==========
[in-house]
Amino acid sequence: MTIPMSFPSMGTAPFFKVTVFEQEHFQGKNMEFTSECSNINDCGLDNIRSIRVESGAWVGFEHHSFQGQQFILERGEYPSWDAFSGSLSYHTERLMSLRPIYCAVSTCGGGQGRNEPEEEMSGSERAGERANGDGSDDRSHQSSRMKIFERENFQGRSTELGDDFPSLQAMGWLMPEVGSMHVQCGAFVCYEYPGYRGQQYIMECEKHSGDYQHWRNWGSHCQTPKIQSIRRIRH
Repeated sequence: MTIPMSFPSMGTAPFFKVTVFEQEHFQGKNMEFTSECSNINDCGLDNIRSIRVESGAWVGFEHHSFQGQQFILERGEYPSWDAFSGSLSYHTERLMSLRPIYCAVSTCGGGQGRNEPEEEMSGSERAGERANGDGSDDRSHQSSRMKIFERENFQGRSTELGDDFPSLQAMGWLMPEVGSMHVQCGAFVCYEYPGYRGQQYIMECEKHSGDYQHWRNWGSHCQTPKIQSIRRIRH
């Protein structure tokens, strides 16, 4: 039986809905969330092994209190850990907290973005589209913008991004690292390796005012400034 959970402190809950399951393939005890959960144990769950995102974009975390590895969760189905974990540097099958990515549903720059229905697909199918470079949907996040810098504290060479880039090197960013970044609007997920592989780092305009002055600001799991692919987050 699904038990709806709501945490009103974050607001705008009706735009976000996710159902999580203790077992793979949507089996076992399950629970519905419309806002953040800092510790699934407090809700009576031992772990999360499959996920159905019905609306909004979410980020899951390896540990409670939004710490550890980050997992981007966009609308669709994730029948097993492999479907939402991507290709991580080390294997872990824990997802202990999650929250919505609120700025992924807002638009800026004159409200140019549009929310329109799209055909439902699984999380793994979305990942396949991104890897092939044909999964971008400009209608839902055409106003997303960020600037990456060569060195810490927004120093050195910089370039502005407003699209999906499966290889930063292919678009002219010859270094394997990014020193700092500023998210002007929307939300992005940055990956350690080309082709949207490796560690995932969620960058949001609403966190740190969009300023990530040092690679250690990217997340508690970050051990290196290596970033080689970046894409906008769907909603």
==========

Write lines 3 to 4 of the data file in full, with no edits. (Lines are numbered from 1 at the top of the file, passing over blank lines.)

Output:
Repeated sequence: MTIPMSFPSMGTAPFFKVTVFEQEHFQGKNMEFTSECSNINDCGLDNIRSIRVESGAWVGFEHHSFQGQQFILERGEYPSWDAFSGSLSYHTERLMSLRPIYCAVSTCGGGQGRNEPEEEMSGSERAGERANGDGSDDRSHQSSRMKIFERENFQGRSTELGDDFPSLQAMGWLMPEVGSMHVQCGAFVCYEYPGYRGQQYIMECEKHSGDYQHWRNWGSHCQTPKIQSIRRIRH
């Protein structure tokens, strides 16, 4: 039986809905969330092994209190850990907290973005589209913008991004690292390796005012400034 959970402190809950399951393939005890959960144990769950995102974009975390590895969760189905974990540097099958990515549903720059229905697909199918470079949907996040810098504290060479880039090197960013970044609007997920592989780092305009002055600001799991692919987050 699904038990709806709501945490009103974050607001705008009706735009976000996710159902999580203790077992793979949507089996076992399950629970519905419309806002953040800092510790699934407090809700009576031992772990999360499959996920159905019905609306909004979410980020899951390896540990409670939004710490550890980050997992981007966009609308669709994730029948097993492999479907939402991507290709991580080390294997872990824990997802202990999650929250919505609120700025992924807002638009800026004159409200140019549009929310329109799209055909439902699984999380793994979305990942396949991104890897092939044909999964971008400009209608839902055409106003997303960020600037990456060569060195810490927004120093050195910089370039502005407003699209999906499966290889930063292919678009002219010859270094394997990014020193700092500023998210002007929307939300992005940055990956350690080309082709949207490796560690995932969620960058949001609403966190740190969009300023990530040092690679250690990217997340508690970050051990290196290596970033080689970046894409906008769907909603």